Speech Articulation

Articulation refers to the actual speech sounds that make up words (i.e. "s, l, r"..), as well as how the sounds are put together to produce syllables, words, and sentences.

Sometimes a child does not make speech sounds correctly due to incorrect placement or movement of the articulators (tongue, jaw, lips, velum).  There are many possible reasons why a child could be making incorrect sounds for his/her age.  When children have multiple/chronic ear infections as an infant/toddler, this puts them at risk for developing a speech sound delay.  A child may have a hearing impairment, weak muscles, or even a structural problem (i.e. cleft palate) contributing to the articulation errors.  For some children, the cause may be related to general developmental delay, delayed cognitive development, genetic "predisposition", bad speech habits, or even unknown.  These factors are common causes of speech problems, but not an exhaustive list.  The above problems can co-occur as well.  Thus, a thorough examination by a licensed professional is recommended if you suspect your child to have any articulation errors.

Talking Tips: Help your child to speak clearly by:

1. Use your best listening skills!! Really try to focus on what the child is telling you, not how it is said. It is ok to ignore the mistakes. To improve, your child needs practice! Thus, frequently correcting, teasing, laughing, may cause your child to speak less. It is important to keep your child confidant about his/her speaking skills.
2. Use your best speech (when talking with your child). Repeat your child's message correctly when they do make errors. (ie. "wewe de gog" - "where's the dog?-he's outside"). children learn by listening. They don't need to repeat it directly after you. Just provide a good model for them to hear and imitate. Speak slowly.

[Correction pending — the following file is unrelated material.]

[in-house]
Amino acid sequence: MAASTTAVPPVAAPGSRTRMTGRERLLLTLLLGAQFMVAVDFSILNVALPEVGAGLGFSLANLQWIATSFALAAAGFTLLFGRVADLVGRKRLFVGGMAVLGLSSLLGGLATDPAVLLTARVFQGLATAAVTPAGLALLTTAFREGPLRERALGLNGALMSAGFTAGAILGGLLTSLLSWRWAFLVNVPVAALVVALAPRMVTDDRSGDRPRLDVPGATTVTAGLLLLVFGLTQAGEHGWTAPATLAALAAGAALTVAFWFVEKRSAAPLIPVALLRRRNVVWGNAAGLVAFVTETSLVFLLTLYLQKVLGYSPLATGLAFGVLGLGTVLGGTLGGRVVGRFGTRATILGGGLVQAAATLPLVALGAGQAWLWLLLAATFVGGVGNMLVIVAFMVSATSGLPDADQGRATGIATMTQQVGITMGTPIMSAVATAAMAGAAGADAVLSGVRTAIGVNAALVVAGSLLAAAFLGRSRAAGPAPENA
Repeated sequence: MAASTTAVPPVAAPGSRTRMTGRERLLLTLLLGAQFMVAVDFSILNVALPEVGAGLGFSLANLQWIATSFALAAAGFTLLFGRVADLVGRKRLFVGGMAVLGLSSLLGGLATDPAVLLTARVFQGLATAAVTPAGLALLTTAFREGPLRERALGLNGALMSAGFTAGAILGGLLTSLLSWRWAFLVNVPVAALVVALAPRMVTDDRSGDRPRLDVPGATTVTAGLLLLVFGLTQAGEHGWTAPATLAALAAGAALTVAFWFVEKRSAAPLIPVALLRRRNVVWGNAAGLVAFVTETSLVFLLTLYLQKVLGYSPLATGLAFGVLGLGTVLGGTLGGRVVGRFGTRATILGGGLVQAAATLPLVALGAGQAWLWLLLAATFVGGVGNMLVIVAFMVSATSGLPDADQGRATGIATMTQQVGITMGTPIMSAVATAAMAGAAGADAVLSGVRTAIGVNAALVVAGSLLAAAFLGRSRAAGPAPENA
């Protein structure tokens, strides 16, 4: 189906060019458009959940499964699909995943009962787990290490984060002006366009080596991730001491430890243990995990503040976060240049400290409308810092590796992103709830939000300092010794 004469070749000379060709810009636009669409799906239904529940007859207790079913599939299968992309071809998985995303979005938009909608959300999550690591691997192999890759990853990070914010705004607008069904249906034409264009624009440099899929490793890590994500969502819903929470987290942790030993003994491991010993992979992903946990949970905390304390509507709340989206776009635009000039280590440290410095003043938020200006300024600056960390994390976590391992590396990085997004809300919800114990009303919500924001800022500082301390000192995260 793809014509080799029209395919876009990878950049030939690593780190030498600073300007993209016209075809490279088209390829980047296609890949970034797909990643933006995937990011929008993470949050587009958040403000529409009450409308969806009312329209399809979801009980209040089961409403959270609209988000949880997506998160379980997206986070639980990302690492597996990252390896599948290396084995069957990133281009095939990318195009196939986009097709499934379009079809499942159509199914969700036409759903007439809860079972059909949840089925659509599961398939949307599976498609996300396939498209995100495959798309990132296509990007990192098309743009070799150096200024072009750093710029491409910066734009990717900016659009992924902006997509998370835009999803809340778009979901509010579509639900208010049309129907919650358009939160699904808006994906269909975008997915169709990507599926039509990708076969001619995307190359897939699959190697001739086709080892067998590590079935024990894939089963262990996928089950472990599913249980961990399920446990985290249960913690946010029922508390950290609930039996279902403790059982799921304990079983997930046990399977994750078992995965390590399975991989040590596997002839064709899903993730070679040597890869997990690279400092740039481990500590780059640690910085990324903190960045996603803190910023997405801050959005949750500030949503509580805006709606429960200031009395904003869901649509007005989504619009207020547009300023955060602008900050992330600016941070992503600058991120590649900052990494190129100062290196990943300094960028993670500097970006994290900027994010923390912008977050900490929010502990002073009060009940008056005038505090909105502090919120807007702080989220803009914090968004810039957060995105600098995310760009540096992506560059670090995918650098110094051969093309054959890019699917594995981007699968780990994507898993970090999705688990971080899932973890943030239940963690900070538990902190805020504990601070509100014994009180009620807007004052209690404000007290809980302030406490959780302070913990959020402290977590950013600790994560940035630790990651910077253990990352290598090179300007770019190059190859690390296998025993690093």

3. Your child may not say all sounds correctly at first, and that is okay! It can take up to 8 years for all children to speak correctly in a typically developing child. Thus, some errors are to be expected. See the developmental norms for speech development.
4. Let your child know when you don't understand them, don't just "pretend" to understand. Ask them to show you what they mean, or tell you again. Admit that you don't understand. If you understood part of it, let your child know ("Oh, your talking about the dog", "what about him?").
5. Monitor for ear infections, and have them treated immediately. When a child gets an ear infection, they may get a temporary, partial hearing loss. This will cause them to not hear all the sounds around them, and in speech which is critical for good speech development (you have to hear it correctly to imitate it!). Thus, if your child has an ear infection, speak clearly, in short and simple sentences. Make sure they are looking at you when you are speaking, and minimize background noise (such as TV or radio).

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How to Help Your Child Learn to Talk Better In Everyday Activities
How to Help Your Child Learn to Talk Better In Everyday Activities

There’s help for children who have delayed or disordered speech or language development, apraxia of speech and other articulation difficulties, and other issues that slow down this developmental process. Parents and others can help a toddler, preschooler, or older child speak better and develop language skills by using specific techniques. This eBook provides clear explanations, information, and lots of examples.

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